Susan arrived with her portable hive....

....complete with a ready-for-occupancy bee condo, taken from one of her own hives. Her box holds 5 of these. The boxes we see on orchards each hold 10 each. You can see the bee 'bread' (their food) in most of the darker cells, and honey in the upper left, lighter area.

The 'tree' cluster turned out to be a good thing, enabling her to trim little branches away, then cut the top off and place it, along with the swarm, into her box.

We both stood close by for at least 45 minutes without one sting. Apparently, regardless of where they are, all the bees return at night to rest, and that's the best time to move them. Susan returned at 9:00 pm and took the box to her house to start a new hive.

Susan said the city of Manhattan Beach refers calls to her. She told me my call was good timing; she'd just gotten up from a nap after going out at 3:30 am to collect a swarm on 12th St! Here's Susan with the portable box on the roof behind her. You can see some of the scouts returning.


Next meeting: Sunday, June 30

The next meeting of the Backwards Beekeepers is scheduled!

Sunday, June 30

Citibank, Silver Lake branch
2450 Glendale Blvd
Los Angeles 90039

This month our guru-in-chief Kirk Anderson will speak about Charles Martin Simon's principles of doing beekeeping backwards: how to inspect crowded hives, how to make sure your bees have room to grow and thrive naturally, and how, when beekeeping, to be simple and think like a bee instead of like a human.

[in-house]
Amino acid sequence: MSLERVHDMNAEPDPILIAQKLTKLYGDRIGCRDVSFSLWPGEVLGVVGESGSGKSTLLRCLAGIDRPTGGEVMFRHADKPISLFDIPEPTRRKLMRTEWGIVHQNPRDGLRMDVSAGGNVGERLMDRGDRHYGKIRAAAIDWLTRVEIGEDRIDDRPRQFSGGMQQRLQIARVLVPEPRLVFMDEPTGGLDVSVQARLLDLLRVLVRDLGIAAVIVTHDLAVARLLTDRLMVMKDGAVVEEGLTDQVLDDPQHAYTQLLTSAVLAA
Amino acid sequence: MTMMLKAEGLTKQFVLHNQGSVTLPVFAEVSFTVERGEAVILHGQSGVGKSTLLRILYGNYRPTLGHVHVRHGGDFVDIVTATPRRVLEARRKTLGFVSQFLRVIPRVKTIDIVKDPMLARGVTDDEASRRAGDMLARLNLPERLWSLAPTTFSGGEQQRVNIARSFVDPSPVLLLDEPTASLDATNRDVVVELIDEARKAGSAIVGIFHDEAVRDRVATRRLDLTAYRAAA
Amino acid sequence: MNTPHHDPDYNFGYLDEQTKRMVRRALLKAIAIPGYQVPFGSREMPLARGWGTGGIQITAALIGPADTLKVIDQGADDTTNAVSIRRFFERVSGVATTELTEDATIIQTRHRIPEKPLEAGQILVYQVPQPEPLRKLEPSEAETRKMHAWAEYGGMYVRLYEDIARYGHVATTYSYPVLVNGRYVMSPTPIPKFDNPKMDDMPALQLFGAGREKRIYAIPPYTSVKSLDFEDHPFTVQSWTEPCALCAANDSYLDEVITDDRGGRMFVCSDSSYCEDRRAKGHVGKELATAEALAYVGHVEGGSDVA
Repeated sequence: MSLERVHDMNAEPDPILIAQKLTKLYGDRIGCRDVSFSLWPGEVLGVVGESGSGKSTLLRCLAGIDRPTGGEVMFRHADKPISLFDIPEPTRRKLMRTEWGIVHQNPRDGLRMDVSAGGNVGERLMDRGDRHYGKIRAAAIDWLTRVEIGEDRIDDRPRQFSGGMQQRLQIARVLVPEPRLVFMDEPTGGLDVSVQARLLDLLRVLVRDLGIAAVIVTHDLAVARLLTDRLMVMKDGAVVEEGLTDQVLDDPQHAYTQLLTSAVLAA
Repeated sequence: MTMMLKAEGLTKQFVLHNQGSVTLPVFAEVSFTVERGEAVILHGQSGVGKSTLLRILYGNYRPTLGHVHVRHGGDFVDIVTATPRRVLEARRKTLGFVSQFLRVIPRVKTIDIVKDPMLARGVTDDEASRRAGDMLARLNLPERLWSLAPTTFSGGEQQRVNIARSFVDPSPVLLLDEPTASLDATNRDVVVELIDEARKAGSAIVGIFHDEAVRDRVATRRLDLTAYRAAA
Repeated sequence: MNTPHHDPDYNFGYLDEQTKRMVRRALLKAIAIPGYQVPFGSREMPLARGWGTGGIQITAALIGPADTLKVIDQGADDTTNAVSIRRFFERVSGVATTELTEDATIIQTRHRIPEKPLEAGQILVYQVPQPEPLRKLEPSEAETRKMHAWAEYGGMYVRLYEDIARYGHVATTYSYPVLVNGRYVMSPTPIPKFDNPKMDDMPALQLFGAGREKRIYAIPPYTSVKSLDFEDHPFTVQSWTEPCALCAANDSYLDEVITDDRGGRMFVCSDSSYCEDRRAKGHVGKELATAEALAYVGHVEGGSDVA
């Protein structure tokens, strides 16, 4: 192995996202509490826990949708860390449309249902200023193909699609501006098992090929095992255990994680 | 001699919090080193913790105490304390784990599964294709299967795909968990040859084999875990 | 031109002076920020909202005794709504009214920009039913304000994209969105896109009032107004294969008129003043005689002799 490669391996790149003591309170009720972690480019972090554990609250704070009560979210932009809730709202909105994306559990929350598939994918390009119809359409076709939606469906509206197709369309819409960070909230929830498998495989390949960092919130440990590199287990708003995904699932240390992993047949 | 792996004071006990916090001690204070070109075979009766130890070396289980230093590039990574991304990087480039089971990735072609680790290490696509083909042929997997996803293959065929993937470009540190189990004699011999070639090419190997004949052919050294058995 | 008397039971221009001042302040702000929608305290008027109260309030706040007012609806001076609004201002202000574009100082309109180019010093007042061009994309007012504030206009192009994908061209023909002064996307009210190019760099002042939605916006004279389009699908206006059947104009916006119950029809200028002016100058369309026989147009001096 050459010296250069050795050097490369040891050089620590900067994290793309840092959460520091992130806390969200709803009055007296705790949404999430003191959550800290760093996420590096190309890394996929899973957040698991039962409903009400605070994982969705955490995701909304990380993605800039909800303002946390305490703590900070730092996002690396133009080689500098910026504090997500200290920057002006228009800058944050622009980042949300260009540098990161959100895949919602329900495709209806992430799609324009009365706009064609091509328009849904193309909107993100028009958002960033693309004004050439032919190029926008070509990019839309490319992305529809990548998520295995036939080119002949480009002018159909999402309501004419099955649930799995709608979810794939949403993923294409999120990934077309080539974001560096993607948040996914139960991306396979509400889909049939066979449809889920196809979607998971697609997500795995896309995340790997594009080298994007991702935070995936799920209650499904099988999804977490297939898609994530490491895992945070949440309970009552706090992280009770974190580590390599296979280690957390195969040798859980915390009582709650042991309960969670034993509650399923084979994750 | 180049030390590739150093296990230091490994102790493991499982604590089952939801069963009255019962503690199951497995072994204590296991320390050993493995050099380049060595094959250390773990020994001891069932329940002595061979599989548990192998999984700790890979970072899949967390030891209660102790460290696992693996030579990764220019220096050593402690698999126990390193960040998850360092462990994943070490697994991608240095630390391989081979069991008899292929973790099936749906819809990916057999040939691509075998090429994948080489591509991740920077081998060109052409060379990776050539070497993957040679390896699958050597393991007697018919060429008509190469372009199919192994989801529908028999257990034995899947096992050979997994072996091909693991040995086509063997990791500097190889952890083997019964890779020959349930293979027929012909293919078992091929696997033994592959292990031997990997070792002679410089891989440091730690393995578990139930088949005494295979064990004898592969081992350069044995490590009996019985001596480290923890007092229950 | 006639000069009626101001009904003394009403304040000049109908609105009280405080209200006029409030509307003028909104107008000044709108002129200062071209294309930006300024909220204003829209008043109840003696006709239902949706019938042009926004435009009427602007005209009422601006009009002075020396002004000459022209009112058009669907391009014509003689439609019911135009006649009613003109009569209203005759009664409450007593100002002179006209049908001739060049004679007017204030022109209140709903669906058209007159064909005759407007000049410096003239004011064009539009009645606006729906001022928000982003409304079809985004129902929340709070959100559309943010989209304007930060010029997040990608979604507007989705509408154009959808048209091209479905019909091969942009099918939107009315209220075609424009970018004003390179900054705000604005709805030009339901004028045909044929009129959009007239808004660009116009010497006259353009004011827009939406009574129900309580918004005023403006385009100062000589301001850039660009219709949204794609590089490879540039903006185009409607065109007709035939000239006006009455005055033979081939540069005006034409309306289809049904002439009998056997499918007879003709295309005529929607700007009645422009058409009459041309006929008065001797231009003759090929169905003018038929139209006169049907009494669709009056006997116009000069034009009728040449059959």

As usual, everyone is welcome to the meetings, especially those who are new to beekeeping.

See you there!


Backwards Beekeepers in the LA Weekly

Rob and Chelsea (who also lead HoneyLove.org) are featured in an LA Weekly cover story about the Backwards Beekeepers. Also appearing: LA Backwards Beekeepers Kirk, Ceebs, and Max; LA City Councilman Bill Rosendahl; retired California State Supreme Court justice Carlos Moreno; Pizzeria Mozza; and more!

Soon [Rob] started going on rescues, too — as many as three a day. He climbed a tangerine tree in the middle of the night and brought down the biggest open-air hive Chelsea had ever seen. With a frenzied smile, Rob gripped the severed branch with massive honeycombs dangling off it — a 60-pound lollipop of bees. Chelsea snapped a picture.

Then the dawning realization: "Where the hell do we put them?" It is a recurring question that will consume their next few days, then months, then years.

The tangerine tree hive sat on their roof for a spell. The McFarlands live in a modest house in the Del Rey neighborhood, a narrow, two-mile strip that cleaves Culver City from Mar Vista. They don't exactly have a lot of space. And what kind of neighbor welcomes a swarm?

By some miracle, after weeks of shlepping hives across the city — after the crazy logistics of matching up people who had bees but didn't want them with people who want bees but didn't have them — Chelsea secured a spot: a small, scrubby hilltop in agrarian Moorpark, overlooking an organic farm owned by a friend of a friend. The McFarlands christened the hilltop the HoneyLove Sanctuary.

Today it hosts 16 hives in colorful wood boxes, each from somewhere around L.A., rescued from water meters and birdhouses and compost bins, places Rob can't recall anymore.

"Each one of these is a family," Chelsea says. "We're usually rushing to beat the exterminator out there."

Read the whole thing here.